(And I am proud I was able to spell “Switzerland” without looking it up. Watch out world, my brain is functioning today!!!!)
Occasionally I will look beyond the medical blogosphere and find a post on another site that I have to share!
I stumbled upon the “HomeBizBlogger” while perusing all the carnivals over at Blog Carnival. Eve Lester, owner and proprietor of HomeBizBlogger runs the “Carnival of Blogging Success“.
This was interesting because we all want to be successful bloggers, right?
This summer was one of severe blogger burn-out for me, so this post was a godsend when I found it over at Eve’s carnival.
If you read nothing else today (after Grand Rounds, of course), you must read Writing for Bloggers 101: Writing Great Content and Avoiding Blogger Burn Out, written by Peter Stern and found at Laura Young’s The Dragon Slayer’s Guide to Life.
You will immediately relax and think of twenty topics to write about.
Okay, time for the weekly Change of Shift infomational section!
Mother Jones over at Nurse Ratched’s Place takes the helm and steers us into our next edition!
If you’re a nurse or even if you just play one on TV, we want to hear your stories!
Send submissions to motherjonesrn at yahoo dot com or, say it with me now….Blog Carnival!
August 12, 2007, 10:30 pm
Two weddings in six weeks and we are all still sane.
This is a photo of my son Kendall and new daughter-in-law, Kristin.
The wedding went off yesterday without a hitch.
Well, okay, there were two hitches.
One, the priest called my son “Kelly”.
You could pass it off as a slip of the tongue, except the priest is Kendall’s uncle!
Then, (it was a Catholic wedding mass) after “Christ has died, Christ is risen, Christ will come again”, my little four-year-old nephew loudly proclaimed…
Already debating theology at the age of four…
This summer encompassed three family weddings, a funeral and a milestone birthday.
It was a summer of multiple sudden changes.
In wracking my brain for a topic to cover this week’s Grand Rounds theme of “sudden change”, I realized that I deal with it every single day.
What does the child who suddenly spikes a fever have in common with the thirty-four year old who blows a cerebral aneurysm while standing in the mall? How is the sixty-year-old who develops chest pain on the golf course related to the twenty-four year old who lacerates their left index finger slicing a tomato?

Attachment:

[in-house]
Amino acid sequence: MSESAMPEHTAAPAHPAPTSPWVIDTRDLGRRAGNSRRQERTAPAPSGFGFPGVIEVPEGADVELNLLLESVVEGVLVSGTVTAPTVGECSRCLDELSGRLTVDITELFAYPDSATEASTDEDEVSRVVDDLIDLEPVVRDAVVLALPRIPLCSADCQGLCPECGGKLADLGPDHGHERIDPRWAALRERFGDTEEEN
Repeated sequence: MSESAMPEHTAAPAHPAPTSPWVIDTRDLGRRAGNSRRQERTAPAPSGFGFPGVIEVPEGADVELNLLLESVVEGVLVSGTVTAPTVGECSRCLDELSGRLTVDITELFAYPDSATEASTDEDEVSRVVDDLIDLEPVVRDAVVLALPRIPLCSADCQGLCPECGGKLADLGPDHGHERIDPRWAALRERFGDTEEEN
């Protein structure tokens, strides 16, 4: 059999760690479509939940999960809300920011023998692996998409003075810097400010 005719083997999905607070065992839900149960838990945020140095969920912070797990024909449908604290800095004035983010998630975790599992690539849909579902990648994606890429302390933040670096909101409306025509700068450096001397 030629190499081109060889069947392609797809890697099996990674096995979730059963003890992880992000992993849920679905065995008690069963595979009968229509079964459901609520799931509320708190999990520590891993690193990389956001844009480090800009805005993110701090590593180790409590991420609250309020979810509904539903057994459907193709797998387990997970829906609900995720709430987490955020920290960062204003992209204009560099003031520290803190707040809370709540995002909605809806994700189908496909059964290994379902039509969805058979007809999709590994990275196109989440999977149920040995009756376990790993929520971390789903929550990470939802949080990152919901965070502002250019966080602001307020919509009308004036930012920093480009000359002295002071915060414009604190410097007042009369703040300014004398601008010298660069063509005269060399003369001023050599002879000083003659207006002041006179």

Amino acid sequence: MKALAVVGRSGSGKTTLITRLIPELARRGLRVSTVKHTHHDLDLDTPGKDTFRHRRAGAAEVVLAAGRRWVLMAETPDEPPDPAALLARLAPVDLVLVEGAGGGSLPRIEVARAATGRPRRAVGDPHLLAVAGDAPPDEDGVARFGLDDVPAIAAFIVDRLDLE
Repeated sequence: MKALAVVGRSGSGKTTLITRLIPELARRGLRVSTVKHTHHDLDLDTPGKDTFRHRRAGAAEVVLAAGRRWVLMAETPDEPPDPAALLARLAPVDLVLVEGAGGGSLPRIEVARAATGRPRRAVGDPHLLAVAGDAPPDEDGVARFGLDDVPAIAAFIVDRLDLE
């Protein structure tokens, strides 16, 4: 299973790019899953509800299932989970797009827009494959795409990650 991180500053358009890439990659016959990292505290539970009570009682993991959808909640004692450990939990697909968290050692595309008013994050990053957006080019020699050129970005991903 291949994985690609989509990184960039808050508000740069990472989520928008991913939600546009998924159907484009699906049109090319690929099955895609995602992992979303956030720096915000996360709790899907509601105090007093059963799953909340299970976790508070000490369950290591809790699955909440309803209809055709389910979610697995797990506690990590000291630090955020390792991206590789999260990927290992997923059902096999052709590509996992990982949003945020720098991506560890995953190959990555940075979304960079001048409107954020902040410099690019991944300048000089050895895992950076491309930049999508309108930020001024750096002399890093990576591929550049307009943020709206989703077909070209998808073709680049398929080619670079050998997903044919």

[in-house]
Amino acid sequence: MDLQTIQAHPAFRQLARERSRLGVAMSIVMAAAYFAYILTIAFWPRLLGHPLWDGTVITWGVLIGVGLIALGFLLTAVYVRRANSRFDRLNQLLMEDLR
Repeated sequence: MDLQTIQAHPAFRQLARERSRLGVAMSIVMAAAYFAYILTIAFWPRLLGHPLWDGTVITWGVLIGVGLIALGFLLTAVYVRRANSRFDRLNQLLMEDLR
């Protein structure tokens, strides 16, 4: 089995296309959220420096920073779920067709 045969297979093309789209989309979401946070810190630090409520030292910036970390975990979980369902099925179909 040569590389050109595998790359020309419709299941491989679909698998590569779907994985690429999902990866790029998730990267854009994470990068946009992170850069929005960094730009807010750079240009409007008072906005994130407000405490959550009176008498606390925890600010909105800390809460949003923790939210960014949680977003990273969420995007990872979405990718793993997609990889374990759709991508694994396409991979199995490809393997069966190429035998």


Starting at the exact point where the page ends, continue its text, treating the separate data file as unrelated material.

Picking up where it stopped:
They are all experiencing a health-related crisis.
Emergent or non-urgent, all are precipitated by a sudden onset or event.
A sudden change.
The majority of patients who present to the emergency department do so for one of two reasons:
- They are experiencing a sudden onset of “not feeling well. Even if their symptoms have been going on for days, something changed that made them decide to seek care.
- They have a chronic illness but experience a sudden exacerbation of symptoms. Diabetes. Chronic pain. COPD. Ulcerative colitis. The patients handle their symptoms on a day-to-day basis, but sometimes the intensity of the symptoms will suddenly overwhelm their ability to cope (or become critical) and they, too will utilize the ER.
Something has suddenly changed.
Emergency nursing is based on helping these patients cope with these sudden symptoms through assessing both their physical and emotional status and identifying patient needs. We collaborate with the emergency physicians to meet those needs by facilitating the medical plan of care, executing appropriate nursing interventions and evaluating the patient’s responses to the those interventions.
We can take it one step farther and say that emergency nurses are responsible not only for helping patients deal with the sudden change that brought them to the emergency department, but need to be astute observers to head off those sudden changes in patients’ conditions that occur while they are in the department.
Suddenly I see that emergency nursing is based on helping/supporting people through those sudden changes – through the unexpected events that bring them to our front door.
Not all of our interventions bring sudden resolution.
When patients are better able to cope – when their coping mechanisms are strengthened and supported or when they find new ways of coping with pre-exisiting conditions, we know they will do better in the long run.
And we know that we have made a difference.